Maya MacGuineas
Problem Addressed National Debt
Solution Launched FixUS to address broken political system; early advocate for pandemic relief spending
Location Washington, DC
Impact National

What she did

As President of the Committee for a Responsible Federal Budget, Maya MacGuineas and her team responded to years of congressional inaction on the rising national debt by launching FixUS, an initiative to bring together reform-minded organizations to help get the government working again. A month after the launch, the pandemic struck and “deficit hawk” MacGuineas became an early advocate for COVID relief spending, even as it meant exploding the national debt well beyond 100% of GDP.

Her story

Throughout her 18 years at the helm of the Committee for a Responsible Federal Budget (the Committee), publications around the country have called Maya MacGuineas a “deficit hawk” and an “anti-deficit warrior” – usually with respect. As President of the Committee, she has advised political campaigns, frequently testified on Capitol Hill, and relentlessly pursued the support of CEOs around the country for the Committee’s Fix the Debt initiative.

That’s why her early and vigorous advocacy for COVID relief spending stands out. The five relief bills signed by President Trump and President Biden’s stimulus efforts have put the national debt on a trajectory that will send it well beyond 100% of GDP – in other words, deep into the red zone that MacGuineas and the Committee have warned about for years. Yet, they supported each bill – just as they advocated for stimulus spending following the Great Recession.

MacGuineas speaks and writes with a clear-eyed and purposeful view of her decisions: The Committee supported the first COVID relief bills, amounting to almost $4 trillion, because it believes the time to spend is when the economy is in crisis, regardless of the level of current debt. There was “no better poster child of when you should borrow” than last year’s pandemic, she says.

Of the Committee’s early advocacy for spending, she notes that being “timely was the most important of the three T’s – timely, temporary, and targeted.” Indeed, despite urging Congress to avoid inclusion of partisan policy proposals unrelated to COVID relief, the Committee did not equivocate in its support for the relief bills even though they included some policies it believed were poorly targeted or were not specific to the legislation’s intent. Instead, the Committee set up the COVID Money Tracker, which allows the public to examine where all that money is going according to the piece of legislation, recipient type, recipient industry, and receiving state or territory.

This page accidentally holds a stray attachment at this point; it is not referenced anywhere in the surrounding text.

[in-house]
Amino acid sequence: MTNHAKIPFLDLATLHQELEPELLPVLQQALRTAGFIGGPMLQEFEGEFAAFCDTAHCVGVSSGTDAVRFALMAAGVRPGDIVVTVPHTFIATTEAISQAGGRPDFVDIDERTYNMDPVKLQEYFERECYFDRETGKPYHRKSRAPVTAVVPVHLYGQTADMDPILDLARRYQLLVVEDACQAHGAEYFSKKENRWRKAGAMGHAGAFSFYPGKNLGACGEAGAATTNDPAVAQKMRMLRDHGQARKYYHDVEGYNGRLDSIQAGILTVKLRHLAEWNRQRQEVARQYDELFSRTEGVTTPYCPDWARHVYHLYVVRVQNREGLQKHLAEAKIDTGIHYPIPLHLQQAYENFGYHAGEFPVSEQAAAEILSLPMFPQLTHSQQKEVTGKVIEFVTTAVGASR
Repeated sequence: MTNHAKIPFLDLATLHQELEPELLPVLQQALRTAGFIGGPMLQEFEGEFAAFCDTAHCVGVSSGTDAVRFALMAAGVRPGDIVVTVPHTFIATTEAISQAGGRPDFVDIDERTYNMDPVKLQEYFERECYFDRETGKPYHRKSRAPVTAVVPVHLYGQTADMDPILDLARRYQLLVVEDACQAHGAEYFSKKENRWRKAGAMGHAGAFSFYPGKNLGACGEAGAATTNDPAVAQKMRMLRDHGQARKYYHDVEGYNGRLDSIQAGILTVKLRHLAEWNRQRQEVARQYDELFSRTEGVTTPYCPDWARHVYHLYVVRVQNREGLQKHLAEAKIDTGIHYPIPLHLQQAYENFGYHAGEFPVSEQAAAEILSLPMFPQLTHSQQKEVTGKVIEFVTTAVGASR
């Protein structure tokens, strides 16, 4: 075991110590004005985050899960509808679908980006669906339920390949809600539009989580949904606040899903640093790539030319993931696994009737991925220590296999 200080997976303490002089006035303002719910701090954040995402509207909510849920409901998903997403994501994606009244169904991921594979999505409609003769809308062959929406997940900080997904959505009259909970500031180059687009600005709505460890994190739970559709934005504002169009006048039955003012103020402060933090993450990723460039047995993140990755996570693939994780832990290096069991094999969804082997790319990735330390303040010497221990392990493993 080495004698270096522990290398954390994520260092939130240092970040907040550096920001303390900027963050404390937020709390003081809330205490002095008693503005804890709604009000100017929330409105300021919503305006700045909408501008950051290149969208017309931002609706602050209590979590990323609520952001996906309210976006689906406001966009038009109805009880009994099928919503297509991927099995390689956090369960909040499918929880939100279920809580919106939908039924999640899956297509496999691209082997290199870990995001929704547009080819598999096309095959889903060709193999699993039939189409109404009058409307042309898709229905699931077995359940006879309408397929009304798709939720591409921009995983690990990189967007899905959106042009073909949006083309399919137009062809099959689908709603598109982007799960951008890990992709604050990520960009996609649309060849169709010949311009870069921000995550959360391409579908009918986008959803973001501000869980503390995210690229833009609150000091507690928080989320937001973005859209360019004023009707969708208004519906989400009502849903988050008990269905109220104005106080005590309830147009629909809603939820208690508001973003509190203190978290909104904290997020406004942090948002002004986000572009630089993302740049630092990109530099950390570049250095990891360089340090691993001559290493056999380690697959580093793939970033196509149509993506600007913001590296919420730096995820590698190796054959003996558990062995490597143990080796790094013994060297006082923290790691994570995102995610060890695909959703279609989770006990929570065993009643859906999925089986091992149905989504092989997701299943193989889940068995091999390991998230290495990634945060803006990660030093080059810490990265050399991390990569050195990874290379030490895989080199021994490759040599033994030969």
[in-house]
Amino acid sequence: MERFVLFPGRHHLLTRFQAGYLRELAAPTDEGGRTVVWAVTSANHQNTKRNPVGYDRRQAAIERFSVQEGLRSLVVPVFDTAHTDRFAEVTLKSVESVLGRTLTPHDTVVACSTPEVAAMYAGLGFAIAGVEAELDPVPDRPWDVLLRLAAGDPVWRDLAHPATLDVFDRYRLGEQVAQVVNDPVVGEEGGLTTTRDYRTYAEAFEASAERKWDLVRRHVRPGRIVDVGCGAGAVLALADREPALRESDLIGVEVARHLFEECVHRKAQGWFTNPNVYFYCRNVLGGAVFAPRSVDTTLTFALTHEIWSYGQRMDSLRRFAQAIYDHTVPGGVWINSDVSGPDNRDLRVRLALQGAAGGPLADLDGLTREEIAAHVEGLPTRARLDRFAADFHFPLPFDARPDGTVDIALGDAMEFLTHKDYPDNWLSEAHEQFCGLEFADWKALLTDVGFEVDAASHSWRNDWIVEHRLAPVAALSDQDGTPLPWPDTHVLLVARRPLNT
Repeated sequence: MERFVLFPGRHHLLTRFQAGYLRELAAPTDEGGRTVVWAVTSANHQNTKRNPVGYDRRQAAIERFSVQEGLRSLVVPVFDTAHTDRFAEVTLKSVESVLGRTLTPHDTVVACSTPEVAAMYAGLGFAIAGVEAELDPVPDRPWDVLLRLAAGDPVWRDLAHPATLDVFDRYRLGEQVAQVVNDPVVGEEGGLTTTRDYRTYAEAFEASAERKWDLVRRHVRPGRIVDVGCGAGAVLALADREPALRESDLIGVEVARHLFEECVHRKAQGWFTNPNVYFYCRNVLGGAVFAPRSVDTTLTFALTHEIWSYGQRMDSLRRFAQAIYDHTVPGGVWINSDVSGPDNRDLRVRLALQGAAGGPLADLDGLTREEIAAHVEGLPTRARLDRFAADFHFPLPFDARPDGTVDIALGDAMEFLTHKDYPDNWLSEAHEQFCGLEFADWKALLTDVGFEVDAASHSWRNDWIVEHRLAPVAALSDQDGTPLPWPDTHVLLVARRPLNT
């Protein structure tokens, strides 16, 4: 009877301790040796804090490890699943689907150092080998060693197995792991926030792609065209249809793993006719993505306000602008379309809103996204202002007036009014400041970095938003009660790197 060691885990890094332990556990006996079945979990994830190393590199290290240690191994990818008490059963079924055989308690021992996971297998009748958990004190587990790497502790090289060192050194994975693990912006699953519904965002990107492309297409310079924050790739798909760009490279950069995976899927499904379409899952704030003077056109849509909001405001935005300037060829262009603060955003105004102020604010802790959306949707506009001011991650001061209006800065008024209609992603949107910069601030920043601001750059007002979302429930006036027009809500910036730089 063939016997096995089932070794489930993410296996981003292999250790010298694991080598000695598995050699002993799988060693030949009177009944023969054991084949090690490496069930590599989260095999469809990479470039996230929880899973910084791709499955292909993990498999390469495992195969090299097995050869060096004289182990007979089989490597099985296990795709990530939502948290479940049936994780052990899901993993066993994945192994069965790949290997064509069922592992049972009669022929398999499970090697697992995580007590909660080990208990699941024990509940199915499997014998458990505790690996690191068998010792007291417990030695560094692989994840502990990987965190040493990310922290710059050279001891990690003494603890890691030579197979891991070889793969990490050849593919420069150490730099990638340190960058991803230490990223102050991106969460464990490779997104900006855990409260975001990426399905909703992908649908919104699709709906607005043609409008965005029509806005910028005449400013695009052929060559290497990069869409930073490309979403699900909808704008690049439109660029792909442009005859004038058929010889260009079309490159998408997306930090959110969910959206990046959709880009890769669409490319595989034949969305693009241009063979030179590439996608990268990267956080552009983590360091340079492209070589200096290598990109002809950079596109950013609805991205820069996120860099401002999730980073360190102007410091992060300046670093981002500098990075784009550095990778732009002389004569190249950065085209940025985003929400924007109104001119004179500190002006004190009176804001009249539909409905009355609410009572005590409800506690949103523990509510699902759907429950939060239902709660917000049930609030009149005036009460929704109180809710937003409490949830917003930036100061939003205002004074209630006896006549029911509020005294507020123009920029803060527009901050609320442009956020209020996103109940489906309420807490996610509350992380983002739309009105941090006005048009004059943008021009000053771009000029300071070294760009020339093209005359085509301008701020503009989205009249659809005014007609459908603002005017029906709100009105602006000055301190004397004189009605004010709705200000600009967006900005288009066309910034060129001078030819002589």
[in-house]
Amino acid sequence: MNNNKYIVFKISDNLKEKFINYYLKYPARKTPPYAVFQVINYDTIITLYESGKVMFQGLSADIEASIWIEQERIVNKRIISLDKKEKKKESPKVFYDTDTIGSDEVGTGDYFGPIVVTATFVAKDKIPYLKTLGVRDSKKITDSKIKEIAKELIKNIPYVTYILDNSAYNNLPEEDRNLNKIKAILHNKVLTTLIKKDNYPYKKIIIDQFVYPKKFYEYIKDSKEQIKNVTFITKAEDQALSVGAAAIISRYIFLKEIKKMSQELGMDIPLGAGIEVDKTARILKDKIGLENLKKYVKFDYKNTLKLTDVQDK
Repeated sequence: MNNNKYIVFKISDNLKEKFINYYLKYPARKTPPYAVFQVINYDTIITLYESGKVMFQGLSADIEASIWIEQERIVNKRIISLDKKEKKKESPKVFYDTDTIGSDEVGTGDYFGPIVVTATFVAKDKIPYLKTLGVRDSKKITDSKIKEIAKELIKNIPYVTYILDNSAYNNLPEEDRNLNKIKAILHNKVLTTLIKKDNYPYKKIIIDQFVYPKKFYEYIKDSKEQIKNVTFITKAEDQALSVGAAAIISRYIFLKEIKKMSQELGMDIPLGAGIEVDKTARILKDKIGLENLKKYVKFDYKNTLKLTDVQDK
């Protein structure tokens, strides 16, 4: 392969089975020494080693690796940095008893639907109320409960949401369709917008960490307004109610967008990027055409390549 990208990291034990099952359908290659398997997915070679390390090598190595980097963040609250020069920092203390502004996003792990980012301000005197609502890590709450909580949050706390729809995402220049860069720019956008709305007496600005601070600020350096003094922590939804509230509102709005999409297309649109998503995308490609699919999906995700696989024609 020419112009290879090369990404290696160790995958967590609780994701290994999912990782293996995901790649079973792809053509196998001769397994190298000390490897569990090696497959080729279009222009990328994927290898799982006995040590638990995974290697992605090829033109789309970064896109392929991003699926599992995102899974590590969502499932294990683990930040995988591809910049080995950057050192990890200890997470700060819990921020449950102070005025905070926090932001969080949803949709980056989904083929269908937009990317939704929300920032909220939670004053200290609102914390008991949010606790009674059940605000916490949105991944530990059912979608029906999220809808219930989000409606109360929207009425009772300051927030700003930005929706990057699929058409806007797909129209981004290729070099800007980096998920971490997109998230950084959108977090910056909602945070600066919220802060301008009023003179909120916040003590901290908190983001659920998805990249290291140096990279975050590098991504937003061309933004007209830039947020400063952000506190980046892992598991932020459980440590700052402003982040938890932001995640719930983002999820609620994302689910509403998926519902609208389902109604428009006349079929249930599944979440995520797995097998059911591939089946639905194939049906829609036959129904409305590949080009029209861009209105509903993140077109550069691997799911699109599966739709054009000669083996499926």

MacGuineas and the Committee do much more than bang the drums incessantly to eliminate deficits, reduce the debt, and fix the Social Security and Medicare Trusts. Their position, while clearly defined, is far more nuanced. As the economy has begun to recover, MacGuineas has begun to express more caution about recent proposals calling for investments in traditional and other infrastructure.

“Often people try to oversimplify or almost create a caricature out of what it is to be fiscally responsible,” MacGuineas explained. Rather, MacGuineas has sometimes referred to herself as a fiscal hawk who has little tolerance for the intrusion of politics into decisions that should be based on sound economics.

And it has been that failure of politics in the nation’s capital that led the Committee to launch FixUS, an effort to explore and identify mechanisms for rebuilding bipartisan problem solving at the federal level. The Trump tax cuts in 2017 appear to have been the final straw. Accompanied by increases in spending, the cuts were, in MacGuineas’s view, “the height of fiscal irresponsibility.”

Discouraged by years of hypocrisy on the debt issue and facing the reality of a sharply divided nation that precluded the likelihood of progress on its primary issue, the Committee conceived FixUS in 2018 and formally launched it in January 2020. As a substantial departure from the Committee’s almost 40 years as a single-issue organization, it’s an initiative that MacGuineas wryly acknowledges is “certainly mission creep”. Yet, even though FixUS is not directly focused on fiscal responsibility, its goal is to overcome the political dysfunction and divisions that prevent Congress and the president from even attempting solutions to debt management and other vital concerns.